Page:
The research provides important evidence that PARP inhibitor drugs and chemotherapy can both be effective in the same patients, helping women live longer than they would if treated with chemotherapy alone.
The study, in women with mutations to BRCA genes - which increase the risk that ovarian cancer will relapse after treatment, as well as being linked to breast and other cancers - showed that ovarian cancers that have become resistant to PARP inhibitors often remain sensitive to conventional chemotherapy.
The study was led by researchers at The Institute of Cancer Research, London, and The Royal Marsden NHS Foundation Trust, and looked at follow-up data from patients who had previously taken part in clinical trials sponsored by pharmaceutical company AstraZeneca.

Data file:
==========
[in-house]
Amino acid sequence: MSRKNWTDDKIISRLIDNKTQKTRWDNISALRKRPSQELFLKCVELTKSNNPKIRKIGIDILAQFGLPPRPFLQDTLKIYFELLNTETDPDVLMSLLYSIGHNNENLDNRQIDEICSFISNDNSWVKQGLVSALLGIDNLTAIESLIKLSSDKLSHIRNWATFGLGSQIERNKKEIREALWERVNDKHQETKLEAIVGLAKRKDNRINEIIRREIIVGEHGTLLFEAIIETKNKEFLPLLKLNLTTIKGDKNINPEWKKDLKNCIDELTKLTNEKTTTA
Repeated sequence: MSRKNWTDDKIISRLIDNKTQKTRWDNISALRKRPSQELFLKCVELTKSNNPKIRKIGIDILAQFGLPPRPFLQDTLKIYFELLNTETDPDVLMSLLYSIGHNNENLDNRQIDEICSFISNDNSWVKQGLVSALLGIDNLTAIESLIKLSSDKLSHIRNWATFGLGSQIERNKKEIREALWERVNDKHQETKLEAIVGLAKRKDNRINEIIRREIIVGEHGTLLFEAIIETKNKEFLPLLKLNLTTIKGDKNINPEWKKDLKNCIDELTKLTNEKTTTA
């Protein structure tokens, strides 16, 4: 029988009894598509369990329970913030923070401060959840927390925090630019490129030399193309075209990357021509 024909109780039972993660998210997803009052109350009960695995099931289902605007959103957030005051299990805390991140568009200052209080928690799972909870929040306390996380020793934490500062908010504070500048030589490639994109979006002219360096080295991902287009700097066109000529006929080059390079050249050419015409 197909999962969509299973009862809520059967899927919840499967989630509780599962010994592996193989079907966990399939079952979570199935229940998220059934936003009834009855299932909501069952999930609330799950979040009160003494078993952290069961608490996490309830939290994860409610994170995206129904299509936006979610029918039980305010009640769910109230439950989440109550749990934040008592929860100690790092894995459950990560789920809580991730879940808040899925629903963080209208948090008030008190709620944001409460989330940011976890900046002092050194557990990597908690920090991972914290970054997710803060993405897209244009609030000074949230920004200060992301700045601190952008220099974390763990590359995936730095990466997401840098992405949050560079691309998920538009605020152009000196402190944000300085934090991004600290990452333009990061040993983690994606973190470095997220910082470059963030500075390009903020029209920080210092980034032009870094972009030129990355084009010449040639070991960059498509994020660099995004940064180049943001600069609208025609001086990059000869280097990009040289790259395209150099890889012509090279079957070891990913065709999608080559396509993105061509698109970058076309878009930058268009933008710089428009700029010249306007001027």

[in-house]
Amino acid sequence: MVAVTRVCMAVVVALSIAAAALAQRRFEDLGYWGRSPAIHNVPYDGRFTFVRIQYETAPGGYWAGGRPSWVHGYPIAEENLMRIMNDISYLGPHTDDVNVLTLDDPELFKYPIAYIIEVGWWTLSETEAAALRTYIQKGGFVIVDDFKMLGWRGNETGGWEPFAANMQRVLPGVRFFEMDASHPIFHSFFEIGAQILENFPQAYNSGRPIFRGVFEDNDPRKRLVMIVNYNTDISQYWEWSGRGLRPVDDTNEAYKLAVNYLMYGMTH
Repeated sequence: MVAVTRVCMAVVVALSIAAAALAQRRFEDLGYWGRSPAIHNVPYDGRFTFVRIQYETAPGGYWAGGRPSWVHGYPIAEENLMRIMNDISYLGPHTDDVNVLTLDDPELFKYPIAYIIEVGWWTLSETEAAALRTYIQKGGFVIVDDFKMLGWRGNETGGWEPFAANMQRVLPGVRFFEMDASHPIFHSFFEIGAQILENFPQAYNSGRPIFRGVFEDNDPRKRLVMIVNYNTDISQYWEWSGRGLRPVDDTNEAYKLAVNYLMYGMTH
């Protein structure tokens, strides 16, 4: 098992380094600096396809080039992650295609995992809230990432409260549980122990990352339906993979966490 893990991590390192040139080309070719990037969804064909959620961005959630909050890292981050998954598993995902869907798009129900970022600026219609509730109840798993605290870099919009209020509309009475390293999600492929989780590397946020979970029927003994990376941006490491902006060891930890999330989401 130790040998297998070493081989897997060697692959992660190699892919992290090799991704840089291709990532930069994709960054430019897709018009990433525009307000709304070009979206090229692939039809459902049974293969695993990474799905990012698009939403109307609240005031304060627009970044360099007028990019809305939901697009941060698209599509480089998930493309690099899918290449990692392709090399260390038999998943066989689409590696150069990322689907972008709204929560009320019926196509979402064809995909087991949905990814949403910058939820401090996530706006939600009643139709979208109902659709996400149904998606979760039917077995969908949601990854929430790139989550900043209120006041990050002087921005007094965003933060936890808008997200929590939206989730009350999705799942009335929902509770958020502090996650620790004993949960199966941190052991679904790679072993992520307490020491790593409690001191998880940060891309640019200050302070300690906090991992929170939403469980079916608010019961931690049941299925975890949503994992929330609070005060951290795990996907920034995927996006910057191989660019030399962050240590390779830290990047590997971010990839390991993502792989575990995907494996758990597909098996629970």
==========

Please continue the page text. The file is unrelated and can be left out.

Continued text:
The research was supported by grants from the Experimental Cancer Medicine Centre and a range of institutions including Cancer Research UK, the National Institute for Health Research and the Wellcome Trust.
The researchers monitored 89 patients with BRCA-mutated ovarian cancer at The Royal Marsden and other hospitals in the UK, Australia, Belgium, Israel and North America, all of whom received chemotherapy following the development of resistance to a PARP inhibitor called olaparib.
Almost half (49 per cent) of olaparib-resistant patients showed a significant decrease in the size of their tumours when subsequently treated with platinum-based chemotherapy, a frequently-used treatment in ovarian cancer.
The results show that a significant proportion of women with ovarian cancer could live longer if they received both treatments.
The study is published in the journal Clinical Cancer Research.
--ANI (Posted on 12-10-2013)